SU2C connects fans, players in moment of tribute

November 1st, 2023

Keeping with a tradition that now spans a decade and a half, a powerful moment intended to bring the baseball world together began just as the fifth inning of Game 4 of the World Series ended.

The in-game Stand Up To Cancer moment, a staple of the All-Star Game and World Series since 2009, provides a poignant, somewhat solemn pause in the middle of an otherwise noisy atmosphere typically found at a high-profile sporting event. And that’s the point -- everything, and everyone, stops in a unifying moment that honors those who have battled cancer in some capacity -- whether they’re currently in the fight, or have beaten the disease, or sadly (and too often) succumbed to it.

MLB, Stand Up To Cancer and Mastercard continued the in-game tradition (aired live on FOX) on Tuesday night. Players, umpires, coaches and fans -- everyone in the building at Chase Field in Phoenix -- were invited to hold up placards with the names of friends and loved ones affected by the disease.

D-backs manager Torey Lovullo’s placards read “Barb Mitchell” and “Dean Singer.” Pitching coach Brent Strom’s said “Sam Bornholdt.” Rangers catcher Austin Hedges wrote “Mom” on his placard.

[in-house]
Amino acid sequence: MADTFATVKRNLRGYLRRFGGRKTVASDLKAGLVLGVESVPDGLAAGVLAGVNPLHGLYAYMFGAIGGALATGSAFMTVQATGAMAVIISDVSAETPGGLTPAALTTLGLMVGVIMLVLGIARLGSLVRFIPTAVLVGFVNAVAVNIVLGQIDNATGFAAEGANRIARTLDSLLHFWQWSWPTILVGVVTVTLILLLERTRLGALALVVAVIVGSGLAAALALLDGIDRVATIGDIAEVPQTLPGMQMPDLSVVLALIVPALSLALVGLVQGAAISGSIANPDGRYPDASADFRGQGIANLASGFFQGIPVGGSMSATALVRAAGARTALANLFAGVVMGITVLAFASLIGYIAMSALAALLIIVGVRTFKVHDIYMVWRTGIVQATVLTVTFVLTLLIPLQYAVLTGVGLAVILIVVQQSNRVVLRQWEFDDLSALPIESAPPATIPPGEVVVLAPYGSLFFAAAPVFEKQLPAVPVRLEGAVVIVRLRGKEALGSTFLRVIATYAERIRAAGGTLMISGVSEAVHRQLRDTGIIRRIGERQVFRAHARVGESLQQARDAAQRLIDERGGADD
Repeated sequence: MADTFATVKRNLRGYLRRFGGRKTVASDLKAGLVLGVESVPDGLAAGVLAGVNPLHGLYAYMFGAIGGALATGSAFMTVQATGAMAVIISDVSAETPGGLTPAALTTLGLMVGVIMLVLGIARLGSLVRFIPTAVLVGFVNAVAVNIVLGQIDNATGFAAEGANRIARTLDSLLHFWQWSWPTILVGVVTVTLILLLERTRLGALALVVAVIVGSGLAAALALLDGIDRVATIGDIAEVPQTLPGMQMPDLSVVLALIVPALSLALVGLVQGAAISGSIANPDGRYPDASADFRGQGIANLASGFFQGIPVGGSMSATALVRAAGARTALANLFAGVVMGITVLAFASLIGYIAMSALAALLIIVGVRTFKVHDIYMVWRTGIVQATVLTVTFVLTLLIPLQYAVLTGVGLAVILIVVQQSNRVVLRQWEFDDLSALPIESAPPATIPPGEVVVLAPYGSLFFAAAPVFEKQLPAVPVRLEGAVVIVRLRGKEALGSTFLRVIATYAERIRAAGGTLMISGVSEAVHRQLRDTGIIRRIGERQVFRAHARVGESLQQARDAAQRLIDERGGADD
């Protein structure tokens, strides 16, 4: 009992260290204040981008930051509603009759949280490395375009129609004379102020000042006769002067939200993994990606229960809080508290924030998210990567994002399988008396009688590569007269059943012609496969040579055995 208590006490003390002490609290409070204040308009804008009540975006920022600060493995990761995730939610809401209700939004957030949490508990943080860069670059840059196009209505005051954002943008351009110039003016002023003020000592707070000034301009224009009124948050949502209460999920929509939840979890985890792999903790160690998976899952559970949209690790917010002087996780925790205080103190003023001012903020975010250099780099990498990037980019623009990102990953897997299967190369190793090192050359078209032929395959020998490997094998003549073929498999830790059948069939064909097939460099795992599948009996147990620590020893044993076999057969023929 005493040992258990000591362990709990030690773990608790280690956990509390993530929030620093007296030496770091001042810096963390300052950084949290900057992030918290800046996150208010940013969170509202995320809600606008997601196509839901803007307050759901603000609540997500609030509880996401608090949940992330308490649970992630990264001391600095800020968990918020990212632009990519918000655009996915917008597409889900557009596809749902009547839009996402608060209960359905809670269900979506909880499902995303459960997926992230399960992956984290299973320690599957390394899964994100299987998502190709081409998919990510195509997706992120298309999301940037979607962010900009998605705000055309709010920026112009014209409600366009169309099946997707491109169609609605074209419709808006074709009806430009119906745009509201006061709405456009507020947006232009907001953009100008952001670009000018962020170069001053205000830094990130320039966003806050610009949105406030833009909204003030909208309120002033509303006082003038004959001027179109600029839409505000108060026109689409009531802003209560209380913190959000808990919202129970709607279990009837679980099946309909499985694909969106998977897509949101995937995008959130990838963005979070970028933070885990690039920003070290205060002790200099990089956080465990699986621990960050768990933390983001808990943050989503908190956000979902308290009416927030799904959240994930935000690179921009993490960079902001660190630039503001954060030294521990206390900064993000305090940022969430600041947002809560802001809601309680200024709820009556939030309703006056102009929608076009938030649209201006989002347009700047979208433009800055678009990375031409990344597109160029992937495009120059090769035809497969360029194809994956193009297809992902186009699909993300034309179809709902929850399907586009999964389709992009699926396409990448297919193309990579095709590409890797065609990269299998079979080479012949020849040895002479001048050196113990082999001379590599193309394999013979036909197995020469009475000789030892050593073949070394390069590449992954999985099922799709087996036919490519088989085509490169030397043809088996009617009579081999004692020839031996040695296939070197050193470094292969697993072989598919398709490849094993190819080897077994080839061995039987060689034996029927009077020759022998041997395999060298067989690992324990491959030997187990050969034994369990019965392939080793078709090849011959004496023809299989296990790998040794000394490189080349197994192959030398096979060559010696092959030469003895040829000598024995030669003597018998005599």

Broadcaster and Hall of Famer John Smoltz’s card said “Cliff Gates.” Play-by-play announcer Joe Davis’s read, “Uncle Mike.”

Fans throughout the stands held up signs, some hand-written, and some prepared in advance that included words such as “patients,” “survivors,” “loved ones” and “those we’ve lost.” 

Two honorary first pitches were included in the pregame ceremony before Game 4 to recognize the impact and inspiration that Stand Up To Cancer has had on the cause. The honorees are both cancer survivors: D-backs fan Amy Gibbons, the immediate past president of the Phoenix Boys & Girls Club and an ovarian cancer survivor, and 13-year-old Rangers fan Maddox Carmean, who has gone through two bone marrow transplants, the second of which required a months-long stay in the hospital.

Stand Up To Cancer (SU2C) is a groundbreaking initiative created to accelerate innovative cancer research that gets new therapies to patients quicker. Since its inception, SU2C has announced nine Food and Drug Administration (FDA) approvals for new cancer therapies supported by SU2C research. 

MLB and its 30 clubs are the founding donors of SU2C, committing more than $50 million, to date, to SU2C’s innovative cancer research programs.

As a founding donor, MLB has conducted significant awareness-building efforts through public service announcements, in-stadium promotions and various fundraising events.

 Learn more about SU2C at